In Narricot Industries, LP, 363 N.L.R.B. No. 82 (2009), the National Labor Relations Board (NLRB) reminded employers of the limited amount of "ministerial aid" they can permissibly provide to employees seeking to decertify their union representative. The NLRB held that Narricot Industries LP violated Section 8(a)(5) of the National Labor Relations Act by withdrawing recognition from Local 2316 of the Carpenters and Joiners of America because Narricot had based its repudiation of the union on a decertification petition that was prepared and distributed with the assistance of Narricot management.  

Narricot and the union had signed a collective bargaining agreement that was to expire on October 2, 2007. In the months leading up to October 2007, the parties unsuccessfully attempted to reach a new agreement. In late September 2007, Narricot informed the union that it was withdrawing recognition because a majority of the bargaining unit employees had signed a petition stating that they no longer wished to be represented by the union.

The NLRB held that Narricot unlawfully withdrew recognition because the petition on which it had relied was tainted, in that Narricot's supervisors had gone too far in helping the employees with the petition. First, in response to a question from an employee who wanted to know how to decertify the union, human resources managers prepared the petition, gave it to the employees for circulation and informed the employee that at least 220 signatures would be needed to remove the union. Second, the supervisors also gave copies of a list of bargaining unit employees and the petition to another employee, as well as spoke with her daily regarding the need for her to obtain more signatures. Third, a supervisor told an employee that the employees would receive a pay raise if they decertified the union and invited the employee to sign a copy of the petition located in his office.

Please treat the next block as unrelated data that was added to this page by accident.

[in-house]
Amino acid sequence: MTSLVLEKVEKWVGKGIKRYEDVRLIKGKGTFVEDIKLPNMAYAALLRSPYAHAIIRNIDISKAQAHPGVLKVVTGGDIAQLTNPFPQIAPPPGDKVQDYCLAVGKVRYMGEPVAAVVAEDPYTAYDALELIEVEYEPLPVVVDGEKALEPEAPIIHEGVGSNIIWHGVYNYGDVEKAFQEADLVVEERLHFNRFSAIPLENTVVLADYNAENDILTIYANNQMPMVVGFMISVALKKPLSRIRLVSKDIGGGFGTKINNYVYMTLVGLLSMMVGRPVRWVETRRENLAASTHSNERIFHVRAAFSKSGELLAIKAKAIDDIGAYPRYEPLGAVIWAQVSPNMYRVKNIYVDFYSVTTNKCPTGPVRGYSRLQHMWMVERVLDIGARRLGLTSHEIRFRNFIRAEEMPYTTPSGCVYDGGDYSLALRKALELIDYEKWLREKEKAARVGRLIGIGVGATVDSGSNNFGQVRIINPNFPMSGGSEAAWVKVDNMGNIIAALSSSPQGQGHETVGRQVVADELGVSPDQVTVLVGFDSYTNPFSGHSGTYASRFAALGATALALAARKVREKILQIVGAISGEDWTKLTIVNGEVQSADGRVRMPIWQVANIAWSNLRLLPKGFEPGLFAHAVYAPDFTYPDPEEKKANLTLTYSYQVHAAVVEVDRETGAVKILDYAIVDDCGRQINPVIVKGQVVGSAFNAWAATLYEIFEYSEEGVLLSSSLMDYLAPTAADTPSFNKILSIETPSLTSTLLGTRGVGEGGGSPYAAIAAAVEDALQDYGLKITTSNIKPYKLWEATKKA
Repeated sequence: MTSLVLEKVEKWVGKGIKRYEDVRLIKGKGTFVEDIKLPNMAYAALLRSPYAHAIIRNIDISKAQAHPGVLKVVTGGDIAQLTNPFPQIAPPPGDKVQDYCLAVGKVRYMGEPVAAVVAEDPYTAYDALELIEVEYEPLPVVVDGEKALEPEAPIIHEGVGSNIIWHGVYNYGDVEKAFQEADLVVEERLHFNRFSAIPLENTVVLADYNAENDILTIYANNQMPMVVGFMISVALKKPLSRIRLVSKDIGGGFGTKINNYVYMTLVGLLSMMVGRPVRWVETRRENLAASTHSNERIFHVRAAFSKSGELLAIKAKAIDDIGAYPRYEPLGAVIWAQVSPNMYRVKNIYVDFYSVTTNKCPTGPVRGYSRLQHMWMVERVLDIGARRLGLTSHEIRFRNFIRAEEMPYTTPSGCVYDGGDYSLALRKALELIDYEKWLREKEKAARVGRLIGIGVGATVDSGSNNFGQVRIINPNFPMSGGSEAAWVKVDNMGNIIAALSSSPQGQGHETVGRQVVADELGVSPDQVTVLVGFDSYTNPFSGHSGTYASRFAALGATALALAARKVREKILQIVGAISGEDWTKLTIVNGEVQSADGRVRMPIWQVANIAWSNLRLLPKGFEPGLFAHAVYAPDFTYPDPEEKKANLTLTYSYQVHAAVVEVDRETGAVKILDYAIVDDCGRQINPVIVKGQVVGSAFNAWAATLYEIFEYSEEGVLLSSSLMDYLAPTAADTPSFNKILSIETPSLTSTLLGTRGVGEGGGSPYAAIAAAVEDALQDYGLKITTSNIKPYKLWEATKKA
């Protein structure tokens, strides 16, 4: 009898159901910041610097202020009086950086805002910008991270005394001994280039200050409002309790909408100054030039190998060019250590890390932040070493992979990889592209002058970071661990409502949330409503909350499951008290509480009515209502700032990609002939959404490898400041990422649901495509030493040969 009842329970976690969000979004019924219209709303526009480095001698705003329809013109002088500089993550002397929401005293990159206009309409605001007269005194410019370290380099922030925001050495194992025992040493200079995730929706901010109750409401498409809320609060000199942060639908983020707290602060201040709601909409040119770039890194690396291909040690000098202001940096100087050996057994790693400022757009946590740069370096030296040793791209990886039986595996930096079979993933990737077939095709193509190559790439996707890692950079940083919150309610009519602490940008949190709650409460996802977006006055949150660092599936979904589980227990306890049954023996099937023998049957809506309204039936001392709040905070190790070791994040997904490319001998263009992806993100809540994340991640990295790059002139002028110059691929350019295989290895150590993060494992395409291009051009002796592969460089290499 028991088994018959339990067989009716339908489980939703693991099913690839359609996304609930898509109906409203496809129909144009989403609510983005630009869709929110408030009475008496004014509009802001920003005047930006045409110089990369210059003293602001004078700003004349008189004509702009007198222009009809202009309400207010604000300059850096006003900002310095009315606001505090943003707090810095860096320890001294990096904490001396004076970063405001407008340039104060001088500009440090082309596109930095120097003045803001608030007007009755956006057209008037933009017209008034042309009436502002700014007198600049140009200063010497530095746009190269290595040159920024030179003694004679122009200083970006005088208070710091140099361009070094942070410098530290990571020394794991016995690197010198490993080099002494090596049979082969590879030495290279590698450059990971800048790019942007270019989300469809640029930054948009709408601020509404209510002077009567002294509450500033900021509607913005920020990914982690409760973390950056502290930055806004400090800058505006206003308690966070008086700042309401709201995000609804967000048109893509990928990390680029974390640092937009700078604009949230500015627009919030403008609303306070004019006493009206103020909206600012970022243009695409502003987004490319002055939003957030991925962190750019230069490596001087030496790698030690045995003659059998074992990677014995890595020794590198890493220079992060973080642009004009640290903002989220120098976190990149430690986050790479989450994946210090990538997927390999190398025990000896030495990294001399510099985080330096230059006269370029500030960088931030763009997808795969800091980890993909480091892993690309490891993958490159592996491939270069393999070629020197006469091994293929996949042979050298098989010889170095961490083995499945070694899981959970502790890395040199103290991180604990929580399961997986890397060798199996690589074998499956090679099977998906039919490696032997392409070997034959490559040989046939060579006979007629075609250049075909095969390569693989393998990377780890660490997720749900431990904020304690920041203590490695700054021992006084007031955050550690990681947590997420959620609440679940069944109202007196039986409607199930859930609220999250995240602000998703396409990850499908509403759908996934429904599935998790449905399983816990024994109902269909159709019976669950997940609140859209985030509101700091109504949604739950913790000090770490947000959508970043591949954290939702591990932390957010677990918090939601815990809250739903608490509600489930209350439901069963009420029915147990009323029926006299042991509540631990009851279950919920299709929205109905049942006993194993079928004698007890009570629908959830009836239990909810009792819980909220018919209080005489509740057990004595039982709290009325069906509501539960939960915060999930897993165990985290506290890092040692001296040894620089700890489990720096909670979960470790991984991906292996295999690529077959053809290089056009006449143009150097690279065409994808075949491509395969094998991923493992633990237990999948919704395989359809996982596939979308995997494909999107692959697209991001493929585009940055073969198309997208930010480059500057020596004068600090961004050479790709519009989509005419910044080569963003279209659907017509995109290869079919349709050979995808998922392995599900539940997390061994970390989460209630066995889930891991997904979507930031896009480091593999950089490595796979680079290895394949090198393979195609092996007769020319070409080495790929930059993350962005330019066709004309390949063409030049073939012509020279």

The NLRB found that Narricot's supervisors "provided more than the permissible 'ministerial aid' in the initiation and circulation of the decertification petition." While not passing upon whether an employer's "mere provision" of an employee list was unlawful, the NLRB reasoned that the totality of Narricot's actions was sufficient to taint the petition, which in turn, tainted the withdrawal of recognition. Additionally, the NLRB affirmatively ordered Narricot to recognize and bargain with the union to remedy these violations, notwithstanding the employees' apparent desire to be unrepresented. The NLRB reasoned such an order was necessary to fully remedy the violation.

This decision highlights the general rule that any decertification petition must be an employee-driven effort and confirms that the employer's role must be confined to providing truly "ministerial aid," such as directing the employees to the local NLRB office or giving basic information regarding what an employee petition must contain. The decision also highlights the risks of mishandling employees' expressions of interest in decertifying the union — a bargaining order.